1. Dominionists celebrate Christian nationalism, in that they believe that the United States once was, and should once again be, a Christian nation. In this way, they deny the Enlightenmentroots of American democracy.
  2. Dominionists promote religious supremacy, insofar as they generally do not respect the equality of other religions, or even other versions of Christianity.
  3. Dominionists endorse theocratic visions, insofar as they believe that the Ten Commandments, or "biblical law," should be the foundation of American law, and that the U.S. Constitution should be seen as a vehicle for implementing Biblical principles.[40]
Essayist Katherine Yurica began using the term dominionism in her articles in 2004, beginning with "The Despoiling of America" (February 11, 2004),[41][42][43] Authors who also use the term dominionism in the broader sense include journalist Chris Hedges [44][45][46] Marion Maddox,[47] James Rudin,[48] Michelle Goldberg,[49][50] Kevin Phillips,[51] Sam Harris,[52] Ryan Lizza,[53] Frank Schaeffer,[54] and the group TheocracyWatch.[55] Some authors have applied the term to a broader spectrum of people than have Diamond, Clarkson, and Berlet.
Sarah Posner in Salon argues that there are various "iterations of dominionism that call on Christians to enter ... government, law, media and so forth ... so that they are controlled by Christians". According to Posner, "Christian right figures promoted dominionism ... and the GOP courted ... religious leaders for the votes of their followers". She added: "If people really understood dominionism, they’d worry about it between election cycles."[56]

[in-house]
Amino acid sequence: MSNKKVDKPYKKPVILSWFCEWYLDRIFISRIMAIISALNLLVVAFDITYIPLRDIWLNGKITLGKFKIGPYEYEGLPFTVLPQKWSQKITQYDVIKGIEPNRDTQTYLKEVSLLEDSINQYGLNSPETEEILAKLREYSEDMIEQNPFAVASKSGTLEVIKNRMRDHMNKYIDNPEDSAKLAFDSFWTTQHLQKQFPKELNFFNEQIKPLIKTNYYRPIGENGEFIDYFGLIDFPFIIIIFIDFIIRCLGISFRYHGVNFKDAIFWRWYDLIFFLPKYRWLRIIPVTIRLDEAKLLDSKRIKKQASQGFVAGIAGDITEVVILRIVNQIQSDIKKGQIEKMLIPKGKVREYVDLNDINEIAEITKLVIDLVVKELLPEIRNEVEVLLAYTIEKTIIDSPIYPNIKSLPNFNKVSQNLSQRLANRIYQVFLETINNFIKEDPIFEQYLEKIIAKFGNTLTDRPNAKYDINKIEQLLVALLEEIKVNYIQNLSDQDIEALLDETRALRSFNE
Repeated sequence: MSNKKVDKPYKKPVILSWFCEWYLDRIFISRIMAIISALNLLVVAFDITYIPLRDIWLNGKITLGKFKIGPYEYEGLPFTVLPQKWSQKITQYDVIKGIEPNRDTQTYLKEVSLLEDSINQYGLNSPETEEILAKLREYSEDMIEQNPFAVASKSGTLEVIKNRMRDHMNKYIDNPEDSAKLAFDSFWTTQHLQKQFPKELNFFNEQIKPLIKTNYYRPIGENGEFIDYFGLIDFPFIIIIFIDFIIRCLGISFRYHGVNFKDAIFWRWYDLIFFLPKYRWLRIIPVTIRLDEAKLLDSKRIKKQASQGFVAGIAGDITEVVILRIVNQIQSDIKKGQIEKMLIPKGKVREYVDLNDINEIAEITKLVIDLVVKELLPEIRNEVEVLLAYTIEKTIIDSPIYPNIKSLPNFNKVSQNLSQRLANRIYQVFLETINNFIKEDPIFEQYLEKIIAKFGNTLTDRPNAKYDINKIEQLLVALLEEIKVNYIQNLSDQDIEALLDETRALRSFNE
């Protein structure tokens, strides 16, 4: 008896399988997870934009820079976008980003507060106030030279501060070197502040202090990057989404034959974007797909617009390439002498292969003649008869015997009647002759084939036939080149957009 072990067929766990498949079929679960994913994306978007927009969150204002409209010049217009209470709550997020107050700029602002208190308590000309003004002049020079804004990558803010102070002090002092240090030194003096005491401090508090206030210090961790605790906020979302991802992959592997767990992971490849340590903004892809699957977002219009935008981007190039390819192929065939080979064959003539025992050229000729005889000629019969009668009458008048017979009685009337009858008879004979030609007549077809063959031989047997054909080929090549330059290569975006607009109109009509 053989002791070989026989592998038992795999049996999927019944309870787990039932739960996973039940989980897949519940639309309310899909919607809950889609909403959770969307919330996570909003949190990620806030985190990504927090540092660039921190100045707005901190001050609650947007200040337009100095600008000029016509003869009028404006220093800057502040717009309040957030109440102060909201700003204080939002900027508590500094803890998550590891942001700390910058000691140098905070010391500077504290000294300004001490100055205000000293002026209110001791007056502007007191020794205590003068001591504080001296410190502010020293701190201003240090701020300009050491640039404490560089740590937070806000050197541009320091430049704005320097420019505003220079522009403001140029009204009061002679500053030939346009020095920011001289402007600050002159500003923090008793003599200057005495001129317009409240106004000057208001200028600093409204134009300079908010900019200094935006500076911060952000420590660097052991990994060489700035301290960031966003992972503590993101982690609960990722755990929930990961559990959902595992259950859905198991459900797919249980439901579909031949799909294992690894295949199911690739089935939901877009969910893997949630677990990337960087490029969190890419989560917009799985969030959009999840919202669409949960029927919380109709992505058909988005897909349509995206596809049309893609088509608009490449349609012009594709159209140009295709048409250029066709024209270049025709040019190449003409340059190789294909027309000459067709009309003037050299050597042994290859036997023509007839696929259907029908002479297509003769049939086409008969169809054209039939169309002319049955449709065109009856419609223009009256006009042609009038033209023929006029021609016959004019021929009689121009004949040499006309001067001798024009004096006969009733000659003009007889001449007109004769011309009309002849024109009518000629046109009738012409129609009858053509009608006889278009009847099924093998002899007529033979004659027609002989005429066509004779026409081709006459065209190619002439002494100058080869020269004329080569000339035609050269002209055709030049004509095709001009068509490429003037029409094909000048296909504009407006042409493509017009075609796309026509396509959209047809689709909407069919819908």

Michelle Goldberg notes[57] that George Grant wrote in his 1987 book The Changing of the Guard: Biblical Principles for Political Action:
Christians have an obligation, a mandate, a commission, a holy responsibility to reclaim the land for Jesus Christ—to have dominion in civil structures, just as in every other aspect of life and godliness. ... But it is dominion we are after. Not just a voice. ... Christian politics has as its primary intent the conquest of the land—of men, families, institutions, bureaucracies, courts, and governments for the Kingdom of Christ.

A spectrum of dominionism

Writers including Chip Berlet[58] and Frederick Clarkson[40] distinguish between what they term "hard" and "soft" dominionism. Such commentators define "soft" dominionism as the belief that "America is a Christian nation" and opposition to separation of church and state, while "hard" dominionism refers to dominion theology and Christian reconstructionism.
Michelle Goldberg uses the terms Christian nationalism and dominionism for the former view.[49] According to Goldberg:
In many ways, Dominionism is more a political phenomenon than a theological one. It cuts across Christian denominations, from stern, austere sects to the signs-and-wonders culture of modern megachurches. Think of it like political Islamism, which shapes the activism of a number of antagonistic fundamentalist movements, from Sunni Wahabis in the Arab world to Shiite fundamentalists in Iran.[59]
Berlet and Clarkson have agreed that "[s]oft Dominionists are Christian nationalists".[58] Unlike "dominionism", the phrase "Christian nation" occurs commonly in the writings of leaders of the Christian right. Proponents of this idea (such as David Barton and D. James Kennedy) argue that the Founding Fathers of the United States were overwhelmingly Christian, that founding documents such as the Declaration of Independence and the Constitution are based on Christian principles, and that a Christian character is fundamental to American culture.[60][61][62] They cite, for example, the U.S. Supreme Court's comment in 1892 that "this [the United States] is a Christian nation",[63] after citing numerous historical and legal arguments in support of that statement.[64][65]